The tremendous progress in the natural sciences we witnessed in the last century was based on the reductionist approach, allowing us to predict the behavior of a system from the understanding of its (often identical) elementary constituents and their individual interactions. However, our ability to understand simple fundamental laws governing individual "building blocks" is a far cry from being able to predict the overall behavior of a complex system.5 Additionally, the building blocks of most complex systems, and hence the nature of their interactions, vary dramatically, rendering the traditional approaches obsolete. During the last few years, network approaches have shown great promise as a new tool to analyze and understand complex systems.1'9,17,61 For example, technological information systems like the internet and the world-wide web are naturally modeled as networks, where the nodes are routers23,63 or web-pages2,10,47 and the links are physical wires or URL's respectively. The analysis of societies also lends itself naturally to a network description, with people as nodes and the connections between the nodes as friendships,50 collaborations,44'65 sexual contacts48 or coauthorship of scientific papers52'57a to name a few possibilities. It seems that the closer we look at the world surrounding us, the more we realize that we are hopelessly entangled in myriads of interacting webs, and to describe them we need to understand the architecture of the various networks nature and technology offers us.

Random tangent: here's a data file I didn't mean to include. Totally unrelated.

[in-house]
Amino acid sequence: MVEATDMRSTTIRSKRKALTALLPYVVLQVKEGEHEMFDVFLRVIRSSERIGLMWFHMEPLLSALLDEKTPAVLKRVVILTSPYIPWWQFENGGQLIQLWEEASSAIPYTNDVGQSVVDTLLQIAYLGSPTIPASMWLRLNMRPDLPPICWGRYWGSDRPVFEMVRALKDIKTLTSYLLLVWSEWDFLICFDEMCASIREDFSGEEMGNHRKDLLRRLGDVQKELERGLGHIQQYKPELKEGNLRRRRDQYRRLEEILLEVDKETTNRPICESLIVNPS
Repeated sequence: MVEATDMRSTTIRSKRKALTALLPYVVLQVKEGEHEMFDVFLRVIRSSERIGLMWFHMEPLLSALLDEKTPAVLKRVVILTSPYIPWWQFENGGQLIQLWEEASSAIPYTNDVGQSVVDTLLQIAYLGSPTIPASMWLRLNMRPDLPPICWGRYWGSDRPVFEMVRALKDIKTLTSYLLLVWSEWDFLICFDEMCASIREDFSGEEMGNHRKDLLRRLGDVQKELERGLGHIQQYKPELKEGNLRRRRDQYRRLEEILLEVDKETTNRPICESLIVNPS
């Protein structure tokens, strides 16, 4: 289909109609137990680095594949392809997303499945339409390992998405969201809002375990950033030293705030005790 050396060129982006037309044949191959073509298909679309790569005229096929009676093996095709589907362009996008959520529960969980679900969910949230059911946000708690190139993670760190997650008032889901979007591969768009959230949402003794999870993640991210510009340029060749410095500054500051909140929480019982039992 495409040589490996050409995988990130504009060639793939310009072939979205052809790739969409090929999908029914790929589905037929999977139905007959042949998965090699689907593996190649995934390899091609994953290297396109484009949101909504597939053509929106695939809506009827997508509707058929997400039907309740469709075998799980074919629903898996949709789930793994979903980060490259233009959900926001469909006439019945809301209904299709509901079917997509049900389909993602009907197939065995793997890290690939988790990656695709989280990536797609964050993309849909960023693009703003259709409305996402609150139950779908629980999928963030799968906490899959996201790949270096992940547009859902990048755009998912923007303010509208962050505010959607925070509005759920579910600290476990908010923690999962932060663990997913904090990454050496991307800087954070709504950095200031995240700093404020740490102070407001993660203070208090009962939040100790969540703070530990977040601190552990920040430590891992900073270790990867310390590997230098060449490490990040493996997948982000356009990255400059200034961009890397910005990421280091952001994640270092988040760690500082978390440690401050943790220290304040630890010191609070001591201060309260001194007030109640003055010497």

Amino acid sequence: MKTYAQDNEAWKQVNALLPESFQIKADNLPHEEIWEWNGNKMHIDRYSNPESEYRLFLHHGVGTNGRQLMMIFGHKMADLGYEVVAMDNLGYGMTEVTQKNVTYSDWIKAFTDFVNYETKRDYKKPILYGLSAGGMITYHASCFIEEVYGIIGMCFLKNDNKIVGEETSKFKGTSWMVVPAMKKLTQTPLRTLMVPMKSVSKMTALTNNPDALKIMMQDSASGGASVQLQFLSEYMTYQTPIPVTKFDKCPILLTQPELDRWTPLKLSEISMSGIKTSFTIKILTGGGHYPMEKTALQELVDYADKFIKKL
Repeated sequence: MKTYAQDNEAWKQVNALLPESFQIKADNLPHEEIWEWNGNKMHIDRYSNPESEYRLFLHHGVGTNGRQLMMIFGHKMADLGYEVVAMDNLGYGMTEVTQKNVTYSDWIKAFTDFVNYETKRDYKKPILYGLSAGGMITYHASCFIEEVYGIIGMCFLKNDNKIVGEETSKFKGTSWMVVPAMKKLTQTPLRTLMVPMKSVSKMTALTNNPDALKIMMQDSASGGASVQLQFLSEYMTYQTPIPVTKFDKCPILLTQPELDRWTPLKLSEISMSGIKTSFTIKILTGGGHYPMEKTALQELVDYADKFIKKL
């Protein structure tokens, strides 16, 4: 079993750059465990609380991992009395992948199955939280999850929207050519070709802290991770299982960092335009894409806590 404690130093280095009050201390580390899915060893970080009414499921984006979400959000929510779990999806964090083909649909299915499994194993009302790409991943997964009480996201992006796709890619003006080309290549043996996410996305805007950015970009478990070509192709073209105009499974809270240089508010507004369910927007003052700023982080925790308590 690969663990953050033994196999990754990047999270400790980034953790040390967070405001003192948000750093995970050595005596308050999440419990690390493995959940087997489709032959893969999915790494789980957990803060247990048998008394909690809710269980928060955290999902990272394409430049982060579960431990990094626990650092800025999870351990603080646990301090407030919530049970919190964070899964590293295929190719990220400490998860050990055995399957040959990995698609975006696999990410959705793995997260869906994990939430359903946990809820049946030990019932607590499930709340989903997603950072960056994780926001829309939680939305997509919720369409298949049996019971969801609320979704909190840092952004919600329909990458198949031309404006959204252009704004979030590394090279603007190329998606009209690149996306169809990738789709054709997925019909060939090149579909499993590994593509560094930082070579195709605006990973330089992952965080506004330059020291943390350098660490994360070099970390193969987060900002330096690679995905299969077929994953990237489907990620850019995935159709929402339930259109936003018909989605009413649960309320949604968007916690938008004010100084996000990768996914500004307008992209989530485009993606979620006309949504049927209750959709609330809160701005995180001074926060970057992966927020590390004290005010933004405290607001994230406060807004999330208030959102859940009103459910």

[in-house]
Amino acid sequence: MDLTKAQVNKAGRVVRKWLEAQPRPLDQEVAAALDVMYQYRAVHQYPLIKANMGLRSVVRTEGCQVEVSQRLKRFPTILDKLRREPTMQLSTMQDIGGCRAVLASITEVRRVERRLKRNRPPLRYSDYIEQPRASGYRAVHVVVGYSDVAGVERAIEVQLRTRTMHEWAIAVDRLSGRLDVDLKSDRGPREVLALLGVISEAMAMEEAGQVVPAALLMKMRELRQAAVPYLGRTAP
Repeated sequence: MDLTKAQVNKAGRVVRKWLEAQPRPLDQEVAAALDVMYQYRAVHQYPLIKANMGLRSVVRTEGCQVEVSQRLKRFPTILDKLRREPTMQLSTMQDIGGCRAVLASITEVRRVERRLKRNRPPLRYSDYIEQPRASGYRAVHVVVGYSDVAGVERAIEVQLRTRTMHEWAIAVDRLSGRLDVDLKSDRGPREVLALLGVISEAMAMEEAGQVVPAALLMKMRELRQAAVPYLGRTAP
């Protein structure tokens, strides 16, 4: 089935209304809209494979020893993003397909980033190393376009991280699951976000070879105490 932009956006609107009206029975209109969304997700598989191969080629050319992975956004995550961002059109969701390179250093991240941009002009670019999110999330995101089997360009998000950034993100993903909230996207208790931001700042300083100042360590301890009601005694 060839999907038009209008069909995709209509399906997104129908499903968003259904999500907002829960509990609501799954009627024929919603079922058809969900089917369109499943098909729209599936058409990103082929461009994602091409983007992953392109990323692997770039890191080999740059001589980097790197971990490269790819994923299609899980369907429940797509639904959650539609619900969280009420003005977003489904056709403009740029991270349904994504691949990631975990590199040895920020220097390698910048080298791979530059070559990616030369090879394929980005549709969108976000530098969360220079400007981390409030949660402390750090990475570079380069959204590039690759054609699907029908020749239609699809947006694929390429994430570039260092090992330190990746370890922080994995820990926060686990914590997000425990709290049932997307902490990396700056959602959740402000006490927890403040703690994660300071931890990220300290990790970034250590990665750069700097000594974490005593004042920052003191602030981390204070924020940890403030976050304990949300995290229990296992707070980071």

In biology, networks appear in many disparate systems, ranging from food webs in ecology to biochemical interactions in molecular biology. In particular in the cell the variety of interactions between genes, proteins and metabolites are well captured by networks. During

"Corresponding author: Albert-László Barabási—Department of Physics, University of Notre Dame, Notre Dame, Indiana 46556, U.S.A. Email: [email protected]

Power Laws, Scale-Free Networks and Genome Biology, edited by Eugene V. Koonin, Yuri I. Wolf and Georgy P. Karev. ©2006 and Springer Science+Business Media.

Figure 1. Characterizing degree distributions. For the power-law degree distribution (A), there exists no typical node, while for single peaked distributions (B), most nodes are well represented by the average (typical) node with degree (k ).

the last decade, genomics has unleashed a downright flood of molecular interaction data. The nascent field of transcriptomics and proteomics have followed suit with analysis of protein levels under various conditions and genome wide analysis of gene expression at the mRNA level.11'12,53 Thus, protein-protein interaction maps have been generated for a variety of organisms including viruses,25 prokaryotes like H. pylori54 and eukaryotes like S. cimwi^7'35'39,40'42'58'62 and C. elegans.64 In this chapter we will discuss recent results and developments in the study and characterization of naturally occurring networks, with focus on cellular ones.

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